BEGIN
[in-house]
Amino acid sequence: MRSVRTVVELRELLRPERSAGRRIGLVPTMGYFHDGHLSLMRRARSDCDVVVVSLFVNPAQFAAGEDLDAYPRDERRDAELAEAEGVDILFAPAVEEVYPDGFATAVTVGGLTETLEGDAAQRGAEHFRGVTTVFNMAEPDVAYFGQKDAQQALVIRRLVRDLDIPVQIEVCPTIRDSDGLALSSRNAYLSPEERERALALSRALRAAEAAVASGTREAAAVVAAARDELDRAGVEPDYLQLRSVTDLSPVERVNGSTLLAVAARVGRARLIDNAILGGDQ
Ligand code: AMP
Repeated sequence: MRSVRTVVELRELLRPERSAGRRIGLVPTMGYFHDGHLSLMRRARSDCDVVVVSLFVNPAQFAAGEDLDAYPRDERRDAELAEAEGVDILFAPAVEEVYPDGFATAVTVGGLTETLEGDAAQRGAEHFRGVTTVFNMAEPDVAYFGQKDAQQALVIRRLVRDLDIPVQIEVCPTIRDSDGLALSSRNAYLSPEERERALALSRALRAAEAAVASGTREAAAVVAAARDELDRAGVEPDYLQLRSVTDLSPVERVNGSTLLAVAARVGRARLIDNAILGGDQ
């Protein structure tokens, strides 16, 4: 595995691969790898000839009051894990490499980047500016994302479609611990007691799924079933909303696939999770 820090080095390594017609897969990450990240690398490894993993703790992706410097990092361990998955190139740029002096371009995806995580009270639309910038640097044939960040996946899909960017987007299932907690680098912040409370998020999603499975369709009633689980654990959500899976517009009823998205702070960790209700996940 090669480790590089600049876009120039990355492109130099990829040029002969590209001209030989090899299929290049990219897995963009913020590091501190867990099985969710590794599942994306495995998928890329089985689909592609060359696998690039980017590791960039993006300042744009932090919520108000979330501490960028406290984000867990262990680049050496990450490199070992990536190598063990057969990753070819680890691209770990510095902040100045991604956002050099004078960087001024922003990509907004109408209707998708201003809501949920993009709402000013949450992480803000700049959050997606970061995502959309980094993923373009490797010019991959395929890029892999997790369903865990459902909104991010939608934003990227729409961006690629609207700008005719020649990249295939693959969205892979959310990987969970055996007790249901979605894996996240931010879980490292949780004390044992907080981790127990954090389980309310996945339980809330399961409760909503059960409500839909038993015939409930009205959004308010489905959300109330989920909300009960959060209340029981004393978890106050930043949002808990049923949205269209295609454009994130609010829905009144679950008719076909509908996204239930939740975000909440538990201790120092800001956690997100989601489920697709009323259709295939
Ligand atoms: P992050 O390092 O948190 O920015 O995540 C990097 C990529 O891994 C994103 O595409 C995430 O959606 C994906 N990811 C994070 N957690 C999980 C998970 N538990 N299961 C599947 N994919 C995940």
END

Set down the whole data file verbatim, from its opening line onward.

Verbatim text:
[in-house]
Amino acid sequence: MRSVRTVVELRELLRPERSAGRRIGLVPTMGYFHDGHLSLMRRARSDCDVVVVSLFVNPAQFAAGEDLDAYPRDERRDAELAEAEGVDILFAPAVEEVYPDGFATAVTVGGLTETLEGDAAQRGAEHFRGVTTVFNMAEPDVAYFGQKDAQQALVIRRLVRDLDIPVQIEVCPTIRDSDGLALSSRNAYLSPEERERALALSRALRAAEAAVASGTREAAAVVAAARDELDRAGVEPDYLQLRSVTDLSPVERVNGSTLLAVAARVGRARLIDNAILGGDQ
Ligand code: AMP
Repeated sequence: MRSVRTVVELRELLRPERSAGRRIGLVPTMGYFHDGHLSLMRRARSDCDVVVVSLFVNPAQFAAGEDLDAYPRDERRDAELAEAEGVDILFAPAVEEVYPDGFATAVTVGGLTETLEGDAAQRGAEHFRGVTTVFNMAEPDVAYFGQKDAQQALVIRRLVRDLDIPVQIEVCPTIRDSDGLALSSRNAYLSPEERERALALSRALRAAEAAVASGTREAAAVVAAARDELDRAGVEPDYLQLRSVTDLSPVERVNGSTLLAVAARVGRARLIDNAILGGDQ
């Protein structure tokens, strides 16, 4: 595995691969790898000839009051894990490499980047500016994302479609611990007691799924079933909303696939999770 820090080095390594017609897969990450990240690398490894993993703790992706410097990092361990998955190139740029002096371009995806995580009270639309910038640097044939960040996946899909960017987007299932907690680098912040409370998020999603499975369709009633689980654990959500899976517009009823998205702070960790209700996940 090669480790590089600049876009120039990355492109130099990829040029002969590209001209030989090899299929290049990219897995963009913020590091501190867990099985969710590794599942994306495995998928890329089985689909592609060359696998690039980017590791960039993006300042744009932090919520108000979330501490960028406290984000867990262990680049050496990450490199070992990536190598063990057969990753070819680890691209770990510095902040100045991604956002050099004078960087001024922003990509907004109408209707998708201003809501949920993009709402000013949450992480803000700049959050997606970061995502959309980094993923373009490797010019991959395929890029892999997790369903865990459902909104991010939608934003990227729409961006690629609207700008005719020649990249295939693959969205892979959310990987969970055996007790249901979605894996996240931010879980490292949780004390044992907080981790127990954090389980309310996945339980809330399961409760909503059960409500839909038993015939409930009205959004308010489905959300109330989920909300009960959060209340029981004393978890106050930043949002808990049923949205269209295609454009994130609010829905009144679950008719076909509908996204239930939740975000909440538990201790120092800001956690997100989601489920697709009323259709295939
Ligand atoms: P992050 O390092 O948190 O920015 O995540 C990097 C990529 O891994 C994103 O595409 C995430 O959606 C994906 N990811 C994070 N957690 C999980 C998970 N538990 N299961 C599947 N994919 C995940």